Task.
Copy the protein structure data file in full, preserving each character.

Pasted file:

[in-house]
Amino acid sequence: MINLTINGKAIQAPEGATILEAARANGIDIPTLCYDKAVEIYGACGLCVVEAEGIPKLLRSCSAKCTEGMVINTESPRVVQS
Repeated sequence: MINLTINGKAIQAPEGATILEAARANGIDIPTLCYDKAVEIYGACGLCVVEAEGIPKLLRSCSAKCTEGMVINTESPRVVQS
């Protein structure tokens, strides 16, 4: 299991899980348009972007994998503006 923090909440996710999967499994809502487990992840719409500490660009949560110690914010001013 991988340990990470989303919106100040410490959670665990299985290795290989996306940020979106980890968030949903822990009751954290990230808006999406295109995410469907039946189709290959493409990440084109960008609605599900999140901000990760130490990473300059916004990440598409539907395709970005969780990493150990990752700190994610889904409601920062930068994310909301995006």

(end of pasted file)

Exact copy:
[in-house]
Amino acid sequence: MINLTINGKAIQAPEGATILEAARANGIDIPTLCYDKAVEIYGACGLCVVEAEGIPKLLRSCSAKCTEGMVINTESPRVVQS
Repeated sequence: MINLTINGKAIQAPEGATILEAARANGIDIPTLCYDKAVEIYGACGLCVVEAEGIPKLLRSCSAKCTEGMVINTESPRVVQS
């Protein structure tokens, strides 16, 4: 299991899980348009972007994998503006 923090909440996710999967499994809502487990992840719409500490660009949560110690914010001013 991988340990990470989303919106100040410490959670665990299985290795290989996306940020979106980890968030949903822990009751954290990230808006999406295109995410469907039946189709290959493409990440084109960008609605599900999140901000990760130490990473300059916004990440598409539907395709970005969780990493150990990752700190994610889904409601920062930068994310909301995006």